They may be a little worn, but I still have some of my original books by Emily Chase, Judy Blume and Francine Pascal that I read growing up.

As a child, whenever I curled up with a good book, I felt transported into the world of the characters in those books. (I feel like I grew up right beside twins Elizabeth and Jessica Wakefield in Pascal’s Sweet Valley High series.)

But my love of reading served another purpose. I believe it was being an avid reader, and falling in love with the written word, that made me want to become a writer and obtain a journalism degree.

Today of course, the reading experience is a lot different than it was when I was growing up. I still enjoy the physical copy of a book, and smelling the print as I turn the pages. But like so many others, my primary method of reading has become the electronic book (e-book) on my phone and tablets. I also enjoy listening to a great audiobook while in transit.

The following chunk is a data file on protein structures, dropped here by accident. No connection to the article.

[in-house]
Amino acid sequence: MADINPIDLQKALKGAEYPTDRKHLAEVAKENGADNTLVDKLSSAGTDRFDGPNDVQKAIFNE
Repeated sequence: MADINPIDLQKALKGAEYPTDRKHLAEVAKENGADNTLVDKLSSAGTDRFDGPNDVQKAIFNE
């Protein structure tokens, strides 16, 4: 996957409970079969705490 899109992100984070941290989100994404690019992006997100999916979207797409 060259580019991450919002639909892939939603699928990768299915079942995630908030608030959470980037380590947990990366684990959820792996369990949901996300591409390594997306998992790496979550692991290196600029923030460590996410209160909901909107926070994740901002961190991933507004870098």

Today, like so many others, I love reading ebooks on my iPad (left), and listening to audiobooks on my Kindle (right).

But the calm, oasis and magic found in a brick and motar bookstore is something that still cannot be replaced.

If you’ll excuse me now, I am in a period of mourning.

Writing Vision Board

I’ve been reading lately about the use of vision boards to help stay focused on any goals you have set.

Using the Wishboard iOS app in the iTunes Store, I created a digital writing vision board to help keep my ‘eyes on the prize’ and serve as a constant reminder of my writing goals this year.

Chime in, writers! Are you using a vision board for your writing goals?